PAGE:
The Arkansas Department of Health (ADH) expressed concerns about the construction of Pangburn’s new, $3.5 million water plant during its most recent sanitary inspection.
Jeff Stone, ADH’s engineering director, said Public Water Supply Sanitary Surveys are conducted every two years for community water systems. The May 24, 2016 survey was the first one completed for Pangburn since its new water plant was constructed. Before the new plant, there were no marks on the surveys against the structures or grounds of the facility.
In May – three months after the new plant was constructed – the ADH marked that the grounds and structures of the plant were not satisfactory.
“This new system is all jacked up,” Pangburn Water System Manager Shawn Hughes said. “The contractors didn’t know what they were doing.”
Davis Construction in Harrison was chosen to build the new water plant in August 2014. Hughes said this project was Davis Construction’s first time building a water plant.
Other contractors from Searcy and Heber Springs were available, but Hughes said Davis Construction was the most cost-effective option at the time.
Once the ADH saw the new plant, it was added in the survey that the construction needed to be investigated.
“At the end of a construction project, there are always items that need to be addressed,” Stone said. “The City of Pangburn should ensure that these items are addressed.”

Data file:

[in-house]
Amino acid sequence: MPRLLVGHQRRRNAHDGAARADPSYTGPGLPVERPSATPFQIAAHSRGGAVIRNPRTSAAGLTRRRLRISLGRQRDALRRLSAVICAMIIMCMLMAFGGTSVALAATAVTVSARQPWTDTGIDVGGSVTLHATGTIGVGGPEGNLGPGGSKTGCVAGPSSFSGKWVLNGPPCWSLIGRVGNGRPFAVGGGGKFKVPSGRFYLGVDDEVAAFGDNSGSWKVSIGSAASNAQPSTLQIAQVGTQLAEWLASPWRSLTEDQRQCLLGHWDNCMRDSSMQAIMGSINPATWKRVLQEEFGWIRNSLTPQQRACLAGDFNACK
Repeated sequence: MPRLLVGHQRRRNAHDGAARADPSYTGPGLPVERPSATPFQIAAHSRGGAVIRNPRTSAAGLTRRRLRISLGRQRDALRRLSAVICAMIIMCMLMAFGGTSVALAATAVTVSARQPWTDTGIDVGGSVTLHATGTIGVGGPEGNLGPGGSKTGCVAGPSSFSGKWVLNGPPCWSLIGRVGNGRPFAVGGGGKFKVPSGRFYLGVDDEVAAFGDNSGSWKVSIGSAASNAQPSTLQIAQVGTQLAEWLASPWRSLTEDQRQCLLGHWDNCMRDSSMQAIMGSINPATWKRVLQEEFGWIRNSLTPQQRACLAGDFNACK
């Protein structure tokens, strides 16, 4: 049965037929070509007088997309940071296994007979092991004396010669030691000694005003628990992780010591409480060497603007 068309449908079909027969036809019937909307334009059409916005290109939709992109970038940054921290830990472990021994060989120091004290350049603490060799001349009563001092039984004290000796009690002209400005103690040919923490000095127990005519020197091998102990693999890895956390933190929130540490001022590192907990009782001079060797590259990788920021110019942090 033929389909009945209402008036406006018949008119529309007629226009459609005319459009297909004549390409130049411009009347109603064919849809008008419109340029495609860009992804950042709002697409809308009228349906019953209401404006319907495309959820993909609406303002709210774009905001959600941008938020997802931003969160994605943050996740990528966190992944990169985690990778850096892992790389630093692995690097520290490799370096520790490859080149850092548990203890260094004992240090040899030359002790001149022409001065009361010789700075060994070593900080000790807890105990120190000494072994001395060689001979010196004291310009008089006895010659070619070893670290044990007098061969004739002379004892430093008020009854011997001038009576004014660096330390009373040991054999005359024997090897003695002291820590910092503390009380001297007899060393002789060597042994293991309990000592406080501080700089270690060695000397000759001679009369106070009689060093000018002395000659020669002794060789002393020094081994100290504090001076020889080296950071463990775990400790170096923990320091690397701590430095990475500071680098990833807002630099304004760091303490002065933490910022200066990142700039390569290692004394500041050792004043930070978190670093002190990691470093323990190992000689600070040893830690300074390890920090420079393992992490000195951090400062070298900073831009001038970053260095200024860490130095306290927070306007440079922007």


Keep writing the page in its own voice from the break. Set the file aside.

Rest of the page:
Hughes said if he did not fix the current problems, the plant would not last long. Some of the issues, according to Hughes, are: cracked floors, mold in the chemical room, chemicals that are not labeled, pipes that are built out of improper materials, poles missing from staircases and various lines that were not properly installed.
“The public, the citizens of Pangburn, should be aware that they will have to make an investment in the distribution system at some point in order to have a reliable system,” Stone said.
Harding sophomore Summer Dunaway grew up in Pangburn and said she hopes the problems with the water system will be resolved soon.
“I’m not sure if bringing in officials to help or more money would solve problems, but I know it can’t stay the way it is,” Dunaway said. “The people in our community are tired of it all.”
To make the system more efficient for the community, Hughes said Pangburn Waterworks has hired a consultant and a lawyer to look at the current state of the plant. He said the goal is to find new contractors within six weeks to fix the current problems.
“(The lawyers) are going to try to get (Davis Construction) out of here,” Hughes said. “After dealing with their nonsense, I don’t even want them here…This is going to take a little bit, but everything is going to be fixed. As long as I’m here, it’s going to be fixed.”